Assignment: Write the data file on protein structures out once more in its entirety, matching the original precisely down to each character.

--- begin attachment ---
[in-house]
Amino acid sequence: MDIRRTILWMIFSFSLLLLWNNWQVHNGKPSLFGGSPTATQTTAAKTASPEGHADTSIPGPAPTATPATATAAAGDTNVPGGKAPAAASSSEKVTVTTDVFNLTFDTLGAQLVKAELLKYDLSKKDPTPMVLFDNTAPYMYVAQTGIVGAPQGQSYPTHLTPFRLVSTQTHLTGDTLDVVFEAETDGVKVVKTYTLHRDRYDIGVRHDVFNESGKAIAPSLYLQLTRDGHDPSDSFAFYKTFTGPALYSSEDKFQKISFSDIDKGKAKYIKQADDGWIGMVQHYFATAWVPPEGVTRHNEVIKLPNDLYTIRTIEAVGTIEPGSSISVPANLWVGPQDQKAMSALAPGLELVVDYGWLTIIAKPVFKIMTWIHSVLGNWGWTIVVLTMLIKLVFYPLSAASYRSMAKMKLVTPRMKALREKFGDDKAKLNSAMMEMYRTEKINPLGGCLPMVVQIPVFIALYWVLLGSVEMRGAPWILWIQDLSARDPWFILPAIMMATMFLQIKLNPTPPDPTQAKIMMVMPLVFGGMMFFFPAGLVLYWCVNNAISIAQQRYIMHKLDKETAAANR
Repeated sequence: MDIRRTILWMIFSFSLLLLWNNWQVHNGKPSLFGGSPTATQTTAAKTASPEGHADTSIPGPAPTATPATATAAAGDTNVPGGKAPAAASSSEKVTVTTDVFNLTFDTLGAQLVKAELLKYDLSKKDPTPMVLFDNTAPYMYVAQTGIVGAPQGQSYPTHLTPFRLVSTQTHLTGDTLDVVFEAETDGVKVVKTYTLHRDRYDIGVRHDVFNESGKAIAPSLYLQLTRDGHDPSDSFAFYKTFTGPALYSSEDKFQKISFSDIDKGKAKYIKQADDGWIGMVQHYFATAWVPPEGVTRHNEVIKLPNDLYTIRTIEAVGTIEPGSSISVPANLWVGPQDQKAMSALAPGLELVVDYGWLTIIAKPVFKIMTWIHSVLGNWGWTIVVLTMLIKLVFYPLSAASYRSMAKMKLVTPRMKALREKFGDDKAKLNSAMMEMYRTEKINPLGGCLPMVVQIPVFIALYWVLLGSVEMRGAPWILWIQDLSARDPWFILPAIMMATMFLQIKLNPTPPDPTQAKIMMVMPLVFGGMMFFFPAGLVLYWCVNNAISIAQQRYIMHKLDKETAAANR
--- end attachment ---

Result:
[in-house]
Amino acid sequence: MDIRRTILWMIFSFSLLLLWNNWQVHNGKPSLFGGSPTATQTTAAKTASPEGHADTSIPGPAPTATPATATAAAGDTNVPGGKAPAAASSSEKVTVTTDVFNLTFDTLGAQLVKAELLKYDLSKKDPTPMVLFDNTAPYMYVAQTGIVGAPQGQSYPTHLTPFRLVSTQTHLTGDTLDVVFEAETDGVKVVKTYTLHRDRYDIGVRHDVFNESGKAIAPSLYLQLTRDGHDPSDSFAFYKTFTGPALYSSEDKFQKISFSDIDKGKAKYIKQADDGWIGMVQHYFATAWVPPEGVTRHNEVIKLPNDLYTIRTIEAVGTIEPGSSISVPANLWVGPQDQKAMSALAPGLELVVDYGWLTIIAKPVFKIMTWIHSVLGNWGWTIVVLTMLIKLVFYPLSAASYRSMAKMKLVTPRMKALREKFGDDKAKLNSAMMEMYRTEKINPLGGCLPMVVQIPVFIALYWVLLGSVEMRGAPWILWIQDLSARDPWFILPAIMMATMFLQIKLNPTPPDPTQAKIMMVMPLVFGGMMFFFPAGLVLYWCVNNAISIAQQRYIMHKLDKETAAANR
Repeated sequence: MDIRRTILWMIFSFSLLLLWNNWQVHNGKPSLFGGSPTATQTTAAKTASPEGHADTSIPGPAPTATPATATAAAGDTNVPGGKAPAAASSSEKVTVTTDVFNLTFDTLGAQLVKAELLKYDLSKKDPTPMVLFDNTAPYMYVAQTGIVGAPQGQSYPTHLTPFRLVSTQTHLTGDTLDVVFEAETDGVKVVKTYTLHRDRYDIGVRHDVFNESGKAIAPSLYLQLTRDGHDPSDSFAFYKTFTGPALYSSEDKFQKISFSDIDKGKAKYIKQADDGWIGMVQHYFATAWVPPEGVTRHNEVIKLPNDLYTIRTIEAVGTIEPGSSISVPANLWVGPQDQKAMSALAPGLELVVDYGWLTIIAKPVFKIMTWIHSVLGNWGWTIVVLTMLIKLVFYPLSAASYRSMAKMKLVTPRMKALREKFGDDKAKLNSAMMEMYRTEKINPLGGCLPMVVQIPVFIALYWVLLGSVEMRGAPWILWIQDLSARDPWFILPAIMMATMFLQIKLNPTPPDPTQAKIMMVMPLVFGGMMFFFPAGLVLYWCVNNAISIAQQRYIMHKLDKETAAANR